Tom Latter who went organic 12 years ago farms 132 acres in Pembrokeshire producing cereals beef and sheep and some vegetables. He has recently given up milk production.
Mr MacLeod said:
"Biotechnology now offers the means of making a great impact in food production and GM is just one aspect of this. We must not forget that agriculture itself has had huge impact on the environment both in this country and worldwide.We know that there is great potential to do good but also to get some things wrong. But now we know much more about risk assessment than our predecessors.
An old proverb said 'a man with plenty has many problems. A man with no food has only one'. We will have two billion more mouths to feed by 2030; and people desire a better diet with more meat and milk. There is a choice between relatively intensive production and extending agriculture into unreclaimed areas.
Europe's demand for non-GM soya has resulted in big areas of rainforest being cut down in Brazil. Looking to the year 2020 the stalemate on biotechnology and GM is a pity. We need to lift our eyes and move on. Time is not on our side. It would take 15 to 20 years to produce new types of GM seed in quantity. GM is not just about moving genes but identifying genes in the genera of the grasses that include all the major food crops.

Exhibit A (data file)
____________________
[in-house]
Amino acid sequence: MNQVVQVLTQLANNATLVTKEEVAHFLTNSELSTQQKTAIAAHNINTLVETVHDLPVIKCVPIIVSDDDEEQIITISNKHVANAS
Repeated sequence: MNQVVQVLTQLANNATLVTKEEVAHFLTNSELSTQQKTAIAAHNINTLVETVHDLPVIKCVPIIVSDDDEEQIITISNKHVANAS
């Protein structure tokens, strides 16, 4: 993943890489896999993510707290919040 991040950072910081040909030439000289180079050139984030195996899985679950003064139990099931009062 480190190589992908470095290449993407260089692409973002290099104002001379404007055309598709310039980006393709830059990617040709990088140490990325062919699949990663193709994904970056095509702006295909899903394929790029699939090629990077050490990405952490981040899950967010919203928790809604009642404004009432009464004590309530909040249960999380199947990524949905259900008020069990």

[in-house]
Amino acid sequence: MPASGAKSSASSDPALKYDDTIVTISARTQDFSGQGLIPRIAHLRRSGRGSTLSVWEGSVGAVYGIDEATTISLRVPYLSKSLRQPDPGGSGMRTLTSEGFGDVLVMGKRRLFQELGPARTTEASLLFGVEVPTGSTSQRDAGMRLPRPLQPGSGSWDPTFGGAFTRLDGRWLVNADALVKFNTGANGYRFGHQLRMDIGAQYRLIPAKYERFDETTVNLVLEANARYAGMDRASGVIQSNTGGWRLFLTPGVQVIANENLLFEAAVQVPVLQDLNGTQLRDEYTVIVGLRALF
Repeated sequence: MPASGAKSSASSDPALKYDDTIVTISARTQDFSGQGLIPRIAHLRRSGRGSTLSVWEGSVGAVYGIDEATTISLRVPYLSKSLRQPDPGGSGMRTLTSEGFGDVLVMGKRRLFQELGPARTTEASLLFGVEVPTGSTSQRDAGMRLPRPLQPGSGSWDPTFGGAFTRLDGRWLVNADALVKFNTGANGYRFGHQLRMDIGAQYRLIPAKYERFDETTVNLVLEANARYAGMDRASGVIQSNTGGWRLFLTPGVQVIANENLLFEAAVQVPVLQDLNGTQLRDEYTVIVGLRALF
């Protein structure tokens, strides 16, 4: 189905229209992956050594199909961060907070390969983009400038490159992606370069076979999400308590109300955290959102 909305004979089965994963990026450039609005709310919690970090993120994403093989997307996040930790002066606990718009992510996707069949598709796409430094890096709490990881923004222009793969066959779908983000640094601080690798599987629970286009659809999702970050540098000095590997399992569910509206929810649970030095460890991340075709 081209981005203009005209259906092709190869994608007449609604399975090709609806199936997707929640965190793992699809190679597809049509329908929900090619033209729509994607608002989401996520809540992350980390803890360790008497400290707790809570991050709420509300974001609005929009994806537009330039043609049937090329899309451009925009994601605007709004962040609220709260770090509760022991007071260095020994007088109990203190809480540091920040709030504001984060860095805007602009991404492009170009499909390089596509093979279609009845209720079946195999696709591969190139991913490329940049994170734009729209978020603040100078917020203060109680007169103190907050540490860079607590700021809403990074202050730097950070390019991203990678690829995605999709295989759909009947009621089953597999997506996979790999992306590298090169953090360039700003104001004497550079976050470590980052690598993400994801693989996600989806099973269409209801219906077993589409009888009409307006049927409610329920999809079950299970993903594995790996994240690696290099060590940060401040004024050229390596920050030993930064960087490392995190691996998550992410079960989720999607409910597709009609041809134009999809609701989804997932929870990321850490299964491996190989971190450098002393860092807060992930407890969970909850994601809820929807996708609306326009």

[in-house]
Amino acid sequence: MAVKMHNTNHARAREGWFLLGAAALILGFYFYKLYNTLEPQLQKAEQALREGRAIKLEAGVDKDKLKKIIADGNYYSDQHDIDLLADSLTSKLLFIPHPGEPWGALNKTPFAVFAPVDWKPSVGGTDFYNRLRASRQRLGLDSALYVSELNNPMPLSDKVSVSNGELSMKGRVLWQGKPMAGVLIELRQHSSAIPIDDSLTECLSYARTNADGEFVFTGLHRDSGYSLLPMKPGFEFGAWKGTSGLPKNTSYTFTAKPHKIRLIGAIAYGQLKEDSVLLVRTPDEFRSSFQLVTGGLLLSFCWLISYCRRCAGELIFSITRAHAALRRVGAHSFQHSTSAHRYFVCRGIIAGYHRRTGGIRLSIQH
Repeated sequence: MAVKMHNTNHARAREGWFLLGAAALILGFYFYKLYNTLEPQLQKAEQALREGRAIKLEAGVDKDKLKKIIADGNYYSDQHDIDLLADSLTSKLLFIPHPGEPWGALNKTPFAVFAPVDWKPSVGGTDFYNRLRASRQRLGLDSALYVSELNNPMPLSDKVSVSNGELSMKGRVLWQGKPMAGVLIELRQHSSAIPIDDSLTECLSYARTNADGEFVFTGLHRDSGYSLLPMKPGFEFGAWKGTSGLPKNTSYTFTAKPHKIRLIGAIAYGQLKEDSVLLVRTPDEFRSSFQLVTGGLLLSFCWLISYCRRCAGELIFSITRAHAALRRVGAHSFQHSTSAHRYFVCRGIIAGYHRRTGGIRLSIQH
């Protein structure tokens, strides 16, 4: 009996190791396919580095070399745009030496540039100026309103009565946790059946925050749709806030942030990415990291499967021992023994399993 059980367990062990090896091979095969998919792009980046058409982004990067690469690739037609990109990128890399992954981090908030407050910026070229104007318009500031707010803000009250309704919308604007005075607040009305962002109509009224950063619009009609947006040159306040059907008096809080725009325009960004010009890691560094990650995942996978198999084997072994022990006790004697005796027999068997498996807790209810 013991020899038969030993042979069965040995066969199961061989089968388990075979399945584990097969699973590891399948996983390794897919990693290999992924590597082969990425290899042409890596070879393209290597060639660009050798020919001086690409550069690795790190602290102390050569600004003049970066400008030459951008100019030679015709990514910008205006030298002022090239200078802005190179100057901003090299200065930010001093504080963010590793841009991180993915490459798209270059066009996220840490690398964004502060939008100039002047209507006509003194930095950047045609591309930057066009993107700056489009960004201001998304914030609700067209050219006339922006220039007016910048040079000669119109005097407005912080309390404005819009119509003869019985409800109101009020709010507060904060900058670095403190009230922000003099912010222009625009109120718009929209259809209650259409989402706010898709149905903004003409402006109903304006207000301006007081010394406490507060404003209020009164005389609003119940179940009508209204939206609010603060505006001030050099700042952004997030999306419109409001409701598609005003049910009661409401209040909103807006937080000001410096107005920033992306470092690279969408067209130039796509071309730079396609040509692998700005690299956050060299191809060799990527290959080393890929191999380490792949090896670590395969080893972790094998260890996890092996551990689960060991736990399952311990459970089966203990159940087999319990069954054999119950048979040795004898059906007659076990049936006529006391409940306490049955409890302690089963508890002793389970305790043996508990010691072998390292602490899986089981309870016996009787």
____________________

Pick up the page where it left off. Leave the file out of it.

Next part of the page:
There has been talk of Frankenstein plants but never an example of a food crop plant becoming an invasive pest plant. "Plant breeding is moving from an art to a science. Since 1960 plant breeders have been working to get genetic disease resistance and to reduce dependency on pesticides. Achieving this by natural breeding is a slow process. Being able to move genes offers more scope.
In my six years with ACRE I strongly supported the cautious step by step European approach on GM as opposed to the US and Canadian way of jumping in But there is an urgent need for Europe to develop a more strategic foresight. In the UK we have a very strong science base. We could lose it. The train is about to leave the station. There's a risk we'll not be on board!"